Castillo, who has taken over most of the catching duties since Geovany Soto was dealt to the Rangers at the Trade Deadline, was like "a deer in the headlights" in Spring Training, Cubs manager Dale Sveum said Monday. Castillo wasn't that sure of himself even two months ago, Sveum said.
"What he's done in the last six months has been the most impressive of anybody, and he's the most improved guy I've seen this season," Sveum said.
Castillo, 25, has worked with pitching coach Chris Bosio and coach Mike Borzello on each day's game plan, and is counted on to handle the pitch calling. Sveum said the transformation is a combination of more playing time, Soto's departure, and the realization that Castillo has a chance to be an everyday big league catcher.
"It's not that 'yes' man anymore," Sveum said of the young catcher. "He'll actually have input on situations. There are definitely guys who are starting to step up and going into Spring Training, it'll be a very different atmosphere than going into it this past spring."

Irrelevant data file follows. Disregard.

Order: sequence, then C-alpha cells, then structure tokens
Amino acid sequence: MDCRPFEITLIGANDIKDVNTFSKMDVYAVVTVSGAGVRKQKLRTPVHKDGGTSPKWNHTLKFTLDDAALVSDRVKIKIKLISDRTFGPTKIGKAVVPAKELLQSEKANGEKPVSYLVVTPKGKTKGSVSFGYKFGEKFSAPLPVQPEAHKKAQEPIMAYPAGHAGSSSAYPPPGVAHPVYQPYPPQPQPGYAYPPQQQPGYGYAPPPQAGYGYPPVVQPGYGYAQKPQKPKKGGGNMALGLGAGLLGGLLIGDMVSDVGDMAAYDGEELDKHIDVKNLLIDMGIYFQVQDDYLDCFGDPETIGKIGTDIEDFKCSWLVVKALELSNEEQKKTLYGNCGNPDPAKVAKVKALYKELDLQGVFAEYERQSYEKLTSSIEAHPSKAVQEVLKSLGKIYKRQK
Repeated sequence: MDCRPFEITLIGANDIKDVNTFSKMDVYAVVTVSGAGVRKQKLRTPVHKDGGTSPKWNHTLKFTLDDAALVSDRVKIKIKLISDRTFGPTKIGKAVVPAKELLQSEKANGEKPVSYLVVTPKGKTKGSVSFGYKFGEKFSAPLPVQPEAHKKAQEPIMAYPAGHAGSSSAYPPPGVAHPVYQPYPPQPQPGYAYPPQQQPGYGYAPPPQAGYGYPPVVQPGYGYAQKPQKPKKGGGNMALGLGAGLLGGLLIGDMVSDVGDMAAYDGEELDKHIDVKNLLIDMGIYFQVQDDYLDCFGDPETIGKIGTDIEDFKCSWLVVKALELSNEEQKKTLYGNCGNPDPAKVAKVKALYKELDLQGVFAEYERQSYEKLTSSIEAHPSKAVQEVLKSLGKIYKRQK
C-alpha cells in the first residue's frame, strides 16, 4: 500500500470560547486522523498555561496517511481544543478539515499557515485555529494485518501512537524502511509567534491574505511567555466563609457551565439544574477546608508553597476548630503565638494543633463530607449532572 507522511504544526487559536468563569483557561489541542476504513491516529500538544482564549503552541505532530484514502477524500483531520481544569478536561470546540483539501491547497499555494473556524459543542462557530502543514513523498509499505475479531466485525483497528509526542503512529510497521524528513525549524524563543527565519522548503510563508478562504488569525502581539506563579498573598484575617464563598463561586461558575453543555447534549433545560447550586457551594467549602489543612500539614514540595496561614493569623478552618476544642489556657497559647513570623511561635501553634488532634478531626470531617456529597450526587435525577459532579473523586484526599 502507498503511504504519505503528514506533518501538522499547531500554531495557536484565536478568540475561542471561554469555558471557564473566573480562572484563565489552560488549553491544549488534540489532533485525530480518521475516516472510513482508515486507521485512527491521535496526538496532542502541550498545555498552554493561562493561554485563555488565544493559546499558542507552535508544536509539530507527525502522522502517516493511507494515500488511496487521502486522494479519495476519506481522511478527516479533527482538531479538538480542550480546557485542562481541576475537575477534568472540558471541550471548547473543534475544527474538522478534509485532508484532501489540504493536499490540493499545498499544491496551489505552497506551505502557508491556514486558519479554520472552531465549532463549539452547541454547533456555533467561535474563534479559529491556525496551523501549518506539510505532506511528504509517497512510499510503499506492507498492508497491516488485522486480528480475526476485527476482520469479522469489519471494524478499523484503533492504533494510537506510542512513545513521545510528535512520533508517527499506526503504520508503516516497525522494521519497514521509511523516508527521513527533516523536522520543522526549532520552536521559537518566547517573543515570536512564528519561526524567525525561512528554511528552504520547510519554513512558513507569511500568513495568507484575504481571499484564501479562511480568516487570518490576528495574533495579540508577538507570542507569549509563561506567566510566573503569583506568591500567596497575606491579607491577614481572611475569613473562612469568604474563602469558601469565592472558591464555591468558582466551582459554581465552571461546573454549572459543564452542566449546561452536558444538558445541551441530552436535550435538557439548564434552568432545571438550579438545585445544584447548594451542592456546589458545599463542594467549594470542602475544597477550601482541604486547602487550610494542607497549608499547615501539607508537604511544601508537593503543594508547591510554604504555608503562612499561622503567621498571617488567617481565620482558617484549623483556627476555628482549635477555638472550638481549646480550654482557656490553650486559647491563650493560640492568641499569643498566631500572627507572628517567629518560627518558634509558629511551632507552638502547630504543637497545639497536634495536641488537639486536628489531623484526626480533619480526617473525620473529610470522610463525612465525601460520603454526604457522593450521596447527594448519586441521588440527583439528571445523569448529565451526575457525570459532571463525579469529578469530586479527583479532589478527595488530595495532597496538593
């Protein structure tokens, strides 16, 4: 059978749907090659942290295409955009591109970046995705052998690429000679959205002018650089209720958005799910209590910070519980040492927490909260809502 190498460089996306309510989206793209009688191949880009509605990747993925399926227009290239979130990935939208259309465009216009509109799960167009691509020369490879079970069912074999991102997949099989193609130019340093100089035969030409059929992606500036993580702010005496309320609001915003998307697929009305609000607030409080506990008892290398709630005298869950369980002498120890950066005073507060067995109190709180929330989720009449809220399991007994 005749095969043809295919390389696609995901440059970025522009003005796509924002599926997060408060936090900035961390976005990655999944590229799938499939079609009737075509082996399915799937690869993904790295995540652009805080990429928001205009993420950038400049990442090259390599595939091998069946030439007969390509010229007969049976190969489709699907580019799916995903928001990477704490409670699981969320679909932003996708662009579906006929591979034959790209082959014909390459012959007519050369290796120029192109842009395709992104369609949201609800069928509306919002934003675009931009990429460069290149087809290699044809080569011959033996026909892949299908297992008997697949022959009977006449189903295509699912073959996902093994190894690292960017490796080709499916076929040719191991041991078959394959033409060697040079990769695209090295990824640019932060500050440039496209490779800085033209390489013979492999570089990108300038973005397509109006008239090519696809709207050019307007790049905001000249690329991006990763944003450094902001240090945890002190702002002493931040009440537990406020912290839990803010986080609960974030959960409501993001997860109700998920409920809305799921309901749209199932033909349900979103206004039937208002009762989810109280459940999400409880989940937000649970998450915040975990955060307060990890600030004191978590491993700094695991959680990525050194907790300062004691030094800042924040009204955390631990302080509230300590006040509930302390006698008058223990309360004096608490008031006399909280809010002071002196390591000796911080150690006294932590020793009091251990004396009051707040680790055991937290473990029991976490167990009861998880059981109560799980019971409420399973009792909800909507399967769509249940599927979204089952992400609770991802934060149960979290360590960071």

Castillo took it as a challenge.
"I want to be a leader one day, and why not start now?" Castillo said. "They're giving me an opportunity to be an everyday catcher and I think I have to take advantage of that and start doing that now. I feel really good and appreciate the confidence they have in me."
Castillo opened the season at Triple-A Iowa. He played nine games for the Cubs in the first half of the season, and has been behind the plate for 41 games in the second half. He likes the added responsibility the coaches and Sveum have given him, and the preparation involved for that day's game. He's doing his homework.
"When you're behind the plate, you call one pitch, and [the pitchers] know what you're doing," Castillo said. "I think that's helped me, working with Borzello and going over the scouting reports. I'll explain my ideas and they'll explain their ideas, and we get to one point where we know each other and trust each other, too."